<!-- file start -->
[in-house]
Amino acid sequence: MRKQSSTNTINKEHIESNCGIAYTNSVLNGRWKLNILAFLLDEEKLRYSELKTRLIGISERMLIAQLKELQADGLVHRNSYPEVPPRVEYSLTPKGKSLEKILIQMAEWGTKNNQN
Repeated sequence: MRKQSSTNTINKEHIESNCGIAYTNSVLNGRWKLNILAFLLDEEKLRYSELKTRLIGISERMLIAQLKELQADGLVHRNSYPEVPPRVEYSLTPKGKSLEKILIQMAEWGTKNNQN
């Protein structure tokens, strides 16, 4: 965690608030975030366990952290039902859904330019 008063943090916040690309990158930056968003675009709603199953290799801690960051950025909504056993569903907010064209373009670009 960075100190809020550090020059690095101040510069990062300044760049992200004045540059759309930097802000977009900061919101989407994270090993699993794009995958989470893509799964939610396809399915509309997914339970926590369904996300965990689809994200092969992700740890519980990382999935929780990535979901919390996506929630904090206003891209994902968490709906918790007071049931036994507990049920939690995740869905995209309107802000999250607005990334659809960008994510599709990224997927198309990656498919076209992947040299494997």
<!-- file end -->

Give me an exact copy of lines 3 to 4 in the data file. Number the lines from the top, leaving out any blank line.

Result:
Repeated sequence: MRKQSSTNTINKEHIESNCGIAYTNSVLNGRWKLNILAFLLDEEKLRYSELKTRLIGISERMLIAQLKELQADGLVHRNSYPEVPPRVEYSLTPKGKSLEKILIQMAEWGTKNNQN
């Protein structure tokens, strides 16, 4: 965690608030975030366990952290039902859904330019 008063943090916040690309990158930056968003675009709603199953290799801690960051950025909504056993569903907010064209373009670009 960075100190809020550090020059690095101040510069990062300044760049992200004045540059759309930097802000977009900061919101989407994270090993699993794009995958989470893509799964939610396809399915509309997914339970926590369904996300965990689809994200092969992700740890519980990382999935929780990535979901919390996506929630904090206003891209994902968490709906918790007071049931036994507990049920939690995740869905995209309107802000999250607005990334659809960008994510599709990224997927198309990656498919076209992947040299494997």